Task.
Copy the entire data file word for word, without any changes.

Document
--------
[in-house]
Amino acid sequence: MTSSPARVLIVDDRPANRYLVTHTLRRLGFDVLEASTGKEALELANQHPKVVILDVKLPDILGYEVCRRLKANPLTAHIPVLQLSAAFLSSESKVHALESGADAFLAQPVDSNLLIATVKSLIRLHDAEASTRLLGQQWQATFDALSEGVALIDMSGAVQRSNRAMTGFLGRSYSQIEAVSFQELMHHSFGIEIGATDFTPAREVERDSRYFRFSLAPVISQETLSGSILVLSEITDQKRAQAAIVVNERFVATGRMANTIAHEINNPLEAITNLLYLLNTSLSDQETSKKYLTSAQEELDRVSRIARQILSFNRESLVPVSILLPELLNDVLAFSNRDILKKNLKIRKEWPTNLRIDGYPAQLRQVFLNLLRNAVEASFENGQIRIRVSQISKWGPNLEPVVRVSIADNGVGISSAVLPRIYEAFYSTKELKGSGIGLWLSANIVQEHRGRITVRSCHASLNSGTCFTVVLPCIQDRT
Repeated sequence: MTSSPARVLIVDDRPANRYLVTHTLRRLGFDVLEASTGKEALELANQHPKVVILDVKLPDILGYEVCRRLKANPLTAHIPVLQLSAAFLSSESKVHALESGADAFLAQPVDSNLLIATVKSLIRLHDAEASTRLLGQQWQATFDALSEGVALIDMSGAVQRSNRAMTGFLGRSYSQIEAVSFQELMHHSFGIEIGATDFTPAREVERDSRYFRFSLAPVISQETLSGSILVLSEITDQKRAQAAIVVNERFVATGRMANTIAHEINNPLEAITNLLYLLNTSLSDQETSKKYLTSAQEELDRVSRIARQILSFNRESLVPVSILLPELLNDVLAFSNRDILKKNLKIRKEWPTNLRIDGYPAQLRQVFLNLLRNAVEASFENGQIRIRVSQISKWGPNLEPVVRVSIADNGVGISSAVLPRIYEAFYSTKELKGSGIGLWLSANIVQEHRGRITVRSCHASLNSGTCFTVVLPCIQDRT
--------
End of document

[in-house]
Amino acid sequence: MTSSPARVLIVDDRPANRYLVTHTLRRLGFDVLEASTGKEALELANQHPKVVILDVKLPDILGYEVCRRLKANPLTAHIPVLQLSAAFLSSESKVHALESGADAFLAQPVDSNLLIATVKSLIRLHDAEASTRLLGQQWQATFDALSEGVALIDMSGAVQRSNRAMTGFLGRSYSQIEAVSFQELMHHSFGIEIGATDFTPAREVERDSRYFRFSLAPVISQETLSGSILVLSEITDQKRAQAAIVVNERFVATGRMANTIAHEINNPLEAITNLLYLLNTSLSDQETSKKYLTSAQEELDRVSRIARQILSFNRESLVPVSILLPELLNDVLAFSNRDILKKNLKIRKEWPTNLRIDGYPAQLRQVFLNLLRNAVEASFENGQIRIRVSQISKWGPNLEPVVRVSIADNGVGISSAVLPRIYEAFYSTKELKGSGIGLWLSANIVQEHRGRITVRSCHASLNSGTCFTVVLPCIQDRT
Repeated sequence: MTSSPARVLIVDDRPANRYLVTHTLRRLGFDVLEASTGKEALELANQHPKVVILDVKLPDILGYEVCRRLKANPLTAHIPVLQLSAAFLSSESKVHALESGADAFLAQPVDSNLLIATVKSLIRLHDAEASTRLLGQQWQATFDALSEGVALIDMSGAVQRSNRAMTGFLGRSYSQIEAVSFQELMHHSFGIEIGATDFTPAREVERDSRYFRFSLAPVISQETLSGSILVLSEITDQKRAQAAIVVNERFVATGRMANTIAHEINNPLEAITNLLYLLNTSLSDQETSKKYLTSAQEELDRVSRIARQILSFNRESLVPVSILLPELLNDVLAFSNRDILKKNLKIRKEWPTNLRIDGYPAQLRQVFLNLLRNAVEASFENGQIRIRVSQISKWGPNLEPVVRVSIADNGVGISSAVLPRIYEAFYSTKELKGSGIGLWLSANIVQEHRGRITVRSCHASLNSGTCFTVVLPCIQDRT